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A guide for parents
Intensive training of the young athlete

Risks of Intensive Sports Training on Young Athletes

By Thomas W. Rowland, M.D.

Baystate Medical Center

1996

Children are becoming involved in 

intensive athletic training at increasingly

younger ages. Many experts have

been concerned that the stresses

placed on the body by early athletic

training in childhood might interfere with

normal growth of the child as well as

impair his or her psychological and

social development. Their concern is

that the child athlete is different from

the adult in one important way: the

bones, heart, lungs, and muscles of the

child are all growing. They worry that

the high work load placed on these

organs during athletic training and

competition might impair their normal

functional development.

Research by exercise scientists has

indicated that, for the most part, these

concerns are ill-founded. The body of

the healthy child is strong and appears

to handle the stresses of exercise train-ing

without ill effects. Still, there are

special issues when a child becomes

involved in intensive sport training that

are important and bear careful

consideration.

MUSCULOSKELETAL INJURIES

Child athletes, like their adult counter-parts,

suffer from overuse injuries such

as muscle strains, shin splints, and lig-ament

strains. There has been con-cern,

however, that excessive training

that causes such minor injuries might

also affect the portion of the bones that

are responsible for normal bone growth.

Current research has failed to docu-ment

that this is a serious considera-tion.

Child athletes demonstrate normal

increases in height as they train, and

injuries to growth areas of bones are

exceedingly rare. Still, serious muscu-loskeletal

damage has been seen in the

elbows of Little League pitchers as well

as the wrist bones of intensively trained

child gymnasts. So some caution

appears to be justified. Reducing risk

of overuse injuries through proper

equipment and training regimens, and

not training through muscle and joint

pain make good sense for young

athletes.

There is some evidence that the growth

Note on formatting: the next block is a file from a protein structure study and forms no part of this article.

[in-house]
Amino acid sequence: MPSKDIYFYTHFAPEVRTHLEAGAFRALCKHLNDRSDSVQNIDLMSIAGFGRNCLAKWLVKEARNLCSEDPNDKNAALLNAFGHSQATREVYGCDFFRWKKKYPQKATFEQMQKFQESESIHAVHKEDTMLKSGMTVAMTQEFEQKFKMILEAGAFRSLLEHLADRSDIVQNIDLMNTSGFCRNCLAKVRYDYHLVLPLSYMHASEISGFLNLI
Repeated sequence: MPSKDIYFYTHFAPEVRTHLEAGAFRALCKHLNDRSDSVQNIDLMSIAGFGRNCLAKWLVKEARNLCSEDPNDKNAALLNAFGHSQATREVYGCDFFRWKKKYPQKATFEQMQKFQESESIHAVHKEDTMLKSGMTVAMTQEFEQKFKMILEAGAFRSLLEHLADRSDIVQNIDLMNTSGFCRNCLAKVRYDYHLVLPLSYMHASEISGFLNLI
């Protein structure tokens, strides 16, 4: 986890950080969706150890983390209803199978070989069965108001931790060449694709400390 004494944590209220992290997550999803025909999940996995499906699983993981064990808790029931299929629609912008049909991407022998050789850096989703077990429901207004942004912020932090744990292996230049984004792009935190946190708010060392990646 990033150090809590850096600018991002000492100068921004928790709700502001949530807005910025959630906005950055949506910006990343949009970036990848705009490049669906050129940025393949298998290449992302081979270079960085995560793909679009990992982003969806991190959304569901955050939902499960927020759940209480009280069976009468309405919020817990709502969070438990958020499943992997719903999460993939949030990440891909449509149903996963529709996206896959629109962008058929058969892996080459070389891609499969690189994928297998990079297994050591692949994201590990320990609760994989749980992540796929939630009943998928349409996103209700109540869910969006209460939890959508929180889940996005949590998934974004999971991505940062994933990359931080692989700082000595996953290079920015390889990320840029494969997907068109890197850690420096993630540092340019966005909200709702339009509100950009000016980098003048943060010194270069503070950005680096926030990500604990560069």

process itself may predispose to

overuse injuries. The muscles, bones,

and tendons of adolescents may not

develop at the same rate, and this can

result in a significant loss of flexibility

during the adolescent growth spurt.

This can be prevented by proper

stretching exercises.

 

PSYCHOLOGICAL CONCERNS

Most experts recommend that children

participate in diverse sports activities

prior to puberty, even if a special tal-ent

is discovered early. Too early spe-cialization

often results in burn out of

the child before prime competitive age.

Young Olympic hopefuls must commit

major portions of their time developing

the skills necessary for elite-level com-petition.

The risk of interfering with nor-mal

social and psychological develop-ment

particularly in those youngsters

who reach stardom status at an early

age provides additional argument for

delaying intensive participation in a

particular sport during childhood.

REPRODUCTIVE FUNCTION

Girls who are actively training often

reach menarche at a later age than

those who are not athletes. Also, girls

who continue to train heavily have a

greater chance of experiencing men-strual

irregularities or even ceasing

menstruation altogether. These effects

of training do not appear to have any

adverse effects on future reproductive

function.

There is less research information avail-able

in males but sexual development

does not appear to be impaired by

intensive training in young boys. In

contrast to females, boys with early

sexual maturity tend to be better ath-letes,

particularly those involved in

sports that favor a large muscle mass

(football, wrestling).

RISKS FOR HEAT STRESS INJURY

Children have a greater body surface in

respect to their body weight, and they

also sweat less than adults do. For

these reasons young athletes may be at

higher risk for developing hyperthermia

when training in very hot, humid cli-mates.

Therefore, adequate replenish-ment

with fluids is particularly important

for children training in these conditions.

GUIDELINES

Young athletes can safely participate in

intensive sports training regimens, but

only if their involvement is carefully

monitored. Following these guidelines

will help assure a healthy and mentally

satisfying experience for the young

athlete:

1. The child himself or herself should

have the desire to participate. Sports

involvement for the young athlete

should not serve solely as a vicarious

pleasure for the parent or family.

2. To prevent injuries and optimize train-ing,

the child should be supervised

by an individual who is knowledge

able about proper training techniques

and equipment (usually not a

parent).

3. Early specialization in a sport at the

cost of exclusion of other athletic

activities should be discouraged at

least until the time of early

adolescence.

4. Injury prevention is particularly

important in growing children.

This will help protect against the

possibility of more serious injuries

occurring to bone growth centers.

5. The child athlete who is training

should have regular visits to a

physician. Information concerning

the possible medical complications

from training is far from complete,

and the young athlete should be

monitored for any unforeseen

adverse effects.

The Coaches Corner is a service of the

Gatorade Sports Science Institute .

For more information, contact:

Gatorade Sports Science Institute

617 West Main Street

Barrington, Illinois 60010

800-616-GSSI (4774)

http:// www.gssiweb.com/

email:gssi@gssiweb.com

Thomas Rowland, M.D., is director

of Pediatric Cardiology at Bay State

Medical Center Childrens Hospital in

Springfield, Mass.. He also serves as

a board member of the Gatorade

Sports Science Institute .